Plaintiff filed an action against Defendants, alleging claims for tortious interference with a contract, tortious interference with business expectancy, and business conspiracy. The district court (1) dismissed the business conspiracy claim for failure to allege an unlawful act or purpose, and (2) dismissed Plaintiff’s remaining two tort claims as barred by the two-year statute of limitations in Va. Code Ann. 8.01-248, thus rejecting Plaintiff’s contention that his tortious interference claims constituted an injury to his property, which would be subject to a five-year statute of limitations under Va. Code Ann. 8.01-243(B). Plaintiff appealed to the Fourth Circuit Court of Appeals. The Fourth Circuit entered an order of certification requesting the Virginia Supreme Court to answer two questions of law. The Supreme Court answered by holding (1) causes of action for tortious interference with a contract and tortious interference with business expectancy qualify as the requisite unlawful act to proceed on a business conspiracy claim under Va. Code Ann. 18.2-499 and -500; and (2) the five-year statute of limitations in section 8.01-243(B) applies to claims of tortious interference with a contract and tortious interference with business expectancy because both claims involve injury to property rights. View "Dunlap v. Cottman Transmissions Sys., LLC" on Justia Law
In 2008 and 2009, Dr. Raley was employed by Minimally Invasive Spine Institute, PLLC (MISI), a medical practice owned and managed by Haider. Raley claimed MISI had failed to pay him all the money he earned and filed suit in 2010, claiming breach of contract and breach of implied contract against MISI. In Count II, Raley sued MISI as well as Haider, alleging that Haider wrongfully distributed money from MISI to himself, depleting MISI of funds in violation of Code § 13.1-1035, which governs distributions made by Virginia LLCs. The trial court agreed that Raley, who was not a member of MISI, could not bring a cause of action under Code § 13.1-1035, and dismissed Raley’s Count II claim. Raley was awarded $395,428.70 plus interest against MISI., but has been unable to collect the judgment. He filed a garnishment proceeding, naming Haider as the garnishee. Raley also filed a second complaint against Haider, Minimally Invasive Pain Institute, PLLC (MIPI) and Wise, LLC (Wise). The cases were consolidated. The trial court dismissed all counts, based upon the dismissal with prejudice of Count II of the original case. The Virginia Supreme Court affirmed in part, holding that res judicata does not bar claims against MIPI and Wise and Raley’s Count I or garnishment claims against Haider, but does bar other claims against Haider. View "Raley v. Haider" on Justia Law
The Board of Supervisors of Fluvanna County filed a complaint against Davenport & Company asserting that Davenport, which served as the financial advisor to the Board, knowingly made false representations and used its fiduciary position to persuade the Board to hire Davenport as an advisor regarding the financing of the construction of a new high school. Davenport filed a demurrer to the complaint, which the circuit court granted on the basis that the separation of powers doctrine prevented the court from resolving the controversy because the court would have to inquire into the motives of the Board's legislative decision making. The Supreme Court reversed, holding that the Board effectively waived its common law legislative immunity from civil liability and the burden of litigation, and therefore the circuit court erred in sustaining Davenport's demurrer on these grounds. View "Bd. of Supervisors of Fluvanna County v. Davenport & Co. LLC" on Justia Law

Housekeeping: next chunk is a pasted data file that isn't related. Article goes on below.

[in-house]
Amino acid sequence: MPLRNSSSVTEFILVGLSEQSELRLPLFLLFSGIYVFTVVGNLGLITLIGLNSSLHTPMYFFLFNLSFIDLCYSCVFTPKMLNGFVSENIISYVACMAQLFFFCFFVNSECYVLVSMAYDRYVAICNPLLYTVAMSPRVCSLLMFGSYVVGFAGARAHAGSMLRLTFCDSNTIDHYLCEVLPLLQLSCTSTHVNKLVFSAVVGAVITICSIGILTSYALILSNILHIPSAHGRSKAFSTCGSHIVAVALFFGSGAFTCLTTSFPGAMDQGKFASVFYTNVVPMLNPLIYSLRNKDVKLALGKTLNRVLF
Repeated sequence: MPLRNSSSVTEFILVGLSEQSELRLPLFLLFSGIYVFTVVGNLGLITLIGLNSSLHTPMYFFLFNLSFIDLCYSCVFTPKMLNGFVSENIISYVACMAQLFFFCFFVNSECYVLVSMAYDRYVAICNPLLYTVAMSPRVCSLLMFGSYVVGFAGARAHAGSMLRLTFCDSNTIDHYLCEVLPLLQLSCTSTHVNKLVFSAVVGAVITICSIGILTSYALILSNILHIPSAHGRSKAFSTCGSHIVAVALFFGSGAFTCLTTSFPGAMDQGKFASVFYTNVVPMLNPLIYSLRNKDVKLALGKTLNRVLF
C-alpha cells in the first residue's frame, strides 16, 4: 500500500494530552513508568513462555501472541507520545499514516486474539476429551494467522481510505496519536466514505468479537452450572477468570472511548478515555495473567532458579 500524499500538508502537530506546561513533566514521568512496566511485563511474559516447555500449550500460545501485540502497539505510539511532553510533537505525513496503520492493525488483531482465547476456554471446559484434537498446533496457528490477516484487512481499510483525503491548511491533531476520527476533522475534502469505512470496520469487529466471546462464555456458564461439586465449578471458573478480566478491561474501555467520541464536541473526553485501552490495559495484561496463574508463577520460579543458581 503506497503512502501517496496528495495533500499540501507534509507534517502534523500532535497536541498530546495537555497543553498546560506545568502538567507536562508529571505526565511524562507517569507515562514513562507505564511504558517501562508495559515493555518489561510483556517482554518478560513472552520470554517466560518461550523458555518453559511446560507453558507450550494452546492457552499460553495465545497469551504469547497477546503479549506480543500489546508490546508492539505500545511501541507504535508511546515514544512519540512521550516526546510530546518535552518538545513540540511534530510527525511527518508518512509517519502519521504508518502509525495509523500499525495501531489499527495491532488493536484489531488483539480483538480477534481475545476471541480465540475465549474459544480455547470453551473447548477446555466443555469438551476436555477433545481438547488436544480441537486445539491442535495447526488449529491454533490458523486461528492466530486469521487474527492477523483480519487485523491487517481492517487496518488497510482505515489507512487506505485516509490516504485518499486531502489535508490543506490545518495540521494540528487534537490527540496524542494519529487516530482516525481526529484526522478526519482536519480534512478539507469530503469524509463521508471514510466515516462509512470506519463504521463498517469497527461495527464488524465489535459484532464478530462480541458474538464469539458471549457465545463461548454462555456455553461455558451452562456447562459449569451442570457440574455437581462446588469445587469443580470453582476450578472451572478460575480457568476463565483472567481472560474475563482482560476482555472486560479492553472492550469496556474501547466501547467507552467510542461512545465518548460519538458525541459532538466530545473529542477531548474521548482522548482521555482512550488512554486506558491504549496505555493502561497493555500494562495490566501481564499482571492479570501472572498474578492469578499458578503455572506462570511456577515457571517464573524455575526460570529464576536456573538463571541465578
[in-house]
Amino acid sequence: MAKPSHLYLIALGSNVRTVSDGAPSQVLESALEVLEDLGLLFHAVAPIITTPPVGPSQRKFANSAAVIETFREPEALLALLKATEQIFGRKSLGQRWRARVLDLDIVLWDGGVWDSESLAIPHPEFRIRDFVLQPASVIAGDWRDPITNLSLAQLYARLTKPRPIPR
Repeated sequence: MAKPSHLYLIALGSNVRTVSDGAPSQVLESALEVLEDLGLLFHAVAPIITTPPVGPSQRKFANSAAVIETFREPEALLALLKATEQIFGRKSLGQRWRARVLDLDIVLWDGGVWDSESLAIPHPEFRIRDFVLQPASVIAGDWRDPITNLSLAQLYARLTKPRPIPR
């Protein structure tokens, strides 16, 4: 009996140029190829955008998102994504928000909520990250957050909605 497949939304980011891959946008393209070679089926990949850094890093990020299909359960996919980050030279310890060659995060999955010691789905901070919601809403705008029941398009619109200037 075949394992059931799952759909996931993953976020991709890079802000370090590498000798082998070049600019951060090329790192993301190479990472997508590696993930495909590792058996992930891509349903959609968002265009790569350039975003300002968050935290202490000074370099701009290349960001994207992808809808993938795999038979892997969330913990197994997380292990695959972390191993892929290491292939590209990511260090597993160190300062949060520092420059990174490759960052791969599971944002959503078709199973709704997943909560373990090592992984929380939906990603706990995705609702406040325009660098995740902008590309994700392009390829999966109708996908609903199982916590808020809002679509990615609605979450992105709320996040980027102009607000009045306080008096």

Posted in: Business Law, Contracts, Government & Administrative Law, Injury Law, Securities Law, Virginia Supreme Court
Employee filed a complaint against Corporation seeking damages for breach of contract, unjust enrichment, and wrongful termination. Previous to the suit, Corporation offered Employee a severance package that Employee rejected because it would have taken away any rights to a claim for a change in control. A jury found for Employee on all counts except for wrongful termination. The trial court awarded damages and attorney's fees to Employee. The Supreme Court affirmed in part, reversed in part, and remanded, holding the circuit court did not err when it (1) refused to hold, as a matter of law, that Employee failed to present sufficient evidence to demonstrate that a change in control occurred; (2) instructed the jury to construe any ambiguities in the contracts against the drafter; (3) submitted Employee's alternative theory of mandatory severance benefits to the jury; (4) submitted Employee's claim for unjust enrichment to the jury; (5) admitted the testimony of Employee's damages expert; and (6) awarded Employee attorneys' fees and expenses for breach of the severance agreement. However, the trial court erred in determining that the severance agreement entitled Employee to recover his legal fees for claims that were not related to breach of the severance agreement. View "Online Res. Corp. v. Lawlor" on Justia Law